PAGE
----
Washington June 20 (TNS): President Donald Trump’s administration appears ready to harden its approach toward Pakistan to crack down on home-based militants launching attacks in neighbouring Afghanistan, US officials tell Reuters.
Potential Trump administration responses being discussed include expanding US drone strikes, redirecting or withholding some aid to Pakistan and perhaps eventually downgrading Pakistan’s status as a major non-NATO ally, the officials said, speaking on condition of anonymity.
Some US officials, however, are skeptical of the prospects for success, arguing that years of previous US efforts to curb Pakistan’s support for militant groups have failed, and that already strengthening US ties to India, Pakistan’s arch-enemy, undermine chances of a breakthrough with Islamabad.
US officials say they seek greater cooperation with Pakistan, not a rupture in ties, once the administration finishes a regional review of the strategy guiding the 16-year-old war in Afghanistan. Precise actions have yet to be decided.
The White House and Pentagon declined to comment on the review before its completion. Pakistan’s embassy in Washington did not immediately respond to a request for comment. “The United States and Pakistan continue to partner on a range of national security issues,” Pentagon spokesperson Adam Stump said.
But the discussions alone suggest a shift toward a more assertive approach to address safe havens in Pakistan that have been blamed for in part helping turn Afghanistan’s war into an intractable conflict. Experts on America’s longest war argue that militant safe havens in Pakistan have allowed Taliban-linked insurgents a place to plot deadly strikes in Afghanistan and regroup after ground offensives.
Although long mindful of Pakistan, the Trump administration in recent weeks has put more emphasis on the relationship with Islamabad in discussions as it hammers out a regional strategy to be presented to Trump by mid-July, nearly six months after he took office, one official said. “We’ve never really fully articulated what our strategy towards Pakistan is. The strategy will more clearly say what we want from Pakistan specifically,” the US official said, speaking on condition of anonymity.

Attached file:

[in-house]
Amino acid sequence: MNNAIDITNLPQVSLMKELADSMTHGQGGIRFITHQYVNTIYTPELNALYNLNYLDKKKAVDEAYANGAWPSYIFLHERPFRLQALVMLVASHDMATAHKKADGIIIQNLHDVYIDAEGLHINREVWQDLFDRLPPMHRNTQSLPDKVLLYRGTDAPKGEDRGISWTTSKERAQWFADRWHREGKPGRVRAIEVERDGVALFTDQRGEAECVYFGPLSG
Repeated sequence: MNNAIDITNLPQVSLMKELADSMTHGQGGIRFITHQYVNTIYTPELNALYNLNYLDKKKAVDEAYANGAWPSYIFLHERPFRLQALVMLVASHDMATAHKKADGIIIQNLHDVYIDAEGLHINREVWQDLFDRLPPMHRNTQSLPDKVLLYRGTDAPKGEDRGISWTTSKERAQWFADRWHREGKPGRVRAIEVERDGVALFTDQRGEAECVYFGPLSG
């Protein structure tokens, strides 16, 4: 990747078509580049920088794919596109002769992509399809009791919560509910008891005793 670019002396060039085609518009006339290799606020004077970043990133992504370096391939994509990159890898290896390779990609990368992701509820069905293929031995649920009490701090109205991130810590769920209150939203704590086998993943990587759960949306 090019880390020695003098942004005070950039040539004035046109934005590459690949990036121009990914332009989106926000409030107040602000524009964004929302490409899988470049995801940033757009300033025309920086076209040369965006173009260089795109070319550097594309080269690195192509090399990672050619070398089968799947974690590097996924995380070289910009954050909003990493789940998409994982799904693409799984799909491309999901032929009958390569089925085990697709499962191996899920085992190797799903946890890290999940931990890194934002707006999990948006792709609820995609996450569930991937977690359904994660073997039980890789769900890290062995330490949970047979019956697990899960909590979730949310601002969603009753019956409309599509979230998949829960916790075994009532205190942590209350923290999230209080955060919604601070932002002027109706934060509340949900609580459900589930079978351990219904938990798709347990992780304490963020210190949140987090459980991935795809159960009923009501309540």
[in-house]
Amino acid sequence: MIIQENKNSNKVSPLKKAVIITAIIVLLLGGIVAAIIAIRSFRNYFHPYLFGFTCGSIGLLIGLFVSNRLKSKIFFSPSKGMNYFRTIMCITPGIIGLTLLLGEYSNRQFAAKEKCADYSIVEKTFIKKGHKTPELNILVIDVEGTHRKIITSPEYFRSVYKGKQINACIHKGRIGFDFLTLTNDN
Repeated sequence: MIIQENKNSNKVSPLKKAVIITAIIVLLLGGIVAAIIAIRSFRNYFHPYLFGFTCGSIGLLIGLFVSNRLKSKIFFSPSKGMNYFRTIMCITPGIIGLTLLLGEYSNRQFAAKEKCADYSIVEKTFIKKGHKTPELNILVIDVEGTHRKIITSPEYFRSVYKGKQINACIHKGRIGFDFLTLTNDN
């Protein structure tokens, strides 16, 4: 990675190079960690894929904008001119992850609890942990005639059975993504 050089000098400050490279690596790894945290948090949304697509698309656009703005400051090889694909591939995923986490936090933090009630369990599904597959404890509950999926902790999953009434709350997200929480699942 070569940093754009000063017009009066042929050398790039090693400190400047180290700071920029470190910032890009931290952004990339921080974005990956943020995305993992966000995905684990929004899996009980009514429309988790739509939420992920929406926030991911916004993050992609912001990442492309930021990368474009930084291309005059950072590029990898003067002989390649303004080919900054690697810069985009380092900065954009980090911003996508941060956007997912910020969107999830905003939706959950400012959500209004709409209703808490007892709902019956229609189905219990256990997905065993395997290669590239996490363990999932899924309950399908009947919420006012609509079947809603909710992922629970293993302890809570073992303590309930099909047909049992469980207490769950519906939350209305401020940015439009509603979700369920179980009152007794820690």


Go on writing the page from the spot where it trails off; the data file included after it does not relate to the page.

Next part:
Other US officials warn of divisions within the government about the right approach and question whether any mix of carrots and sticks can get Islamabad to change its behaviour. At the end of the day, Washington needs a partner, even if an imperfect one, in nuclear-armed Pakistan, they say.
The United States is again poised to deploy thousands more troops in Afghanistan, an acknowledgment that US-backed forces are not winning and Taliban militants are resurgent. Without more pressure on militants within Pakistan who target Afghanistan, experts say additional US troop deployments will fail to meet their ultimate objective: to pressure the Taliban to eventually negotiate peace.
“I believe there will be a much harder US line on Pakistan going forward than there has been in the past,” Hamdullah Mohib, the Afghan ambassador to the United States, told Reuters, without citing specific measures under review. Kabul has long been critical of Pakistan’s role in Afghanistan.
Pakistan fiercely denies allowing any militants safe haven on its territory. “What Pakistan says is that we are already doing a lot and that our plate is already full,” a senior government source told Reuters, speaking on condition of anonymity. The source doubted the Trump administration would press too hard, saying: “They don’t want to push Pakistan to abandon their war against terrorism.”
Pakistani officials point towards the toll militancy has taken on the country. Since 2003, almost 22,000 civilians and nearly 7,000 Pakistani security forces have been killed as a result of militancy, according to the South Asia Terrorism Portal, which tracks violence. Experts say Pakistan’s policy towards Afghanistan is also driven in part by fears that India will gain influence in Afghanistan.
Army chief General Qamar Javed Bajwa last week criticised “unilateral actions” such as drone strikes as “counterproductive and against (the) spirit of ongoing cooperation and intelligence sharing being diligently undertaken by Pakistan”. Reuters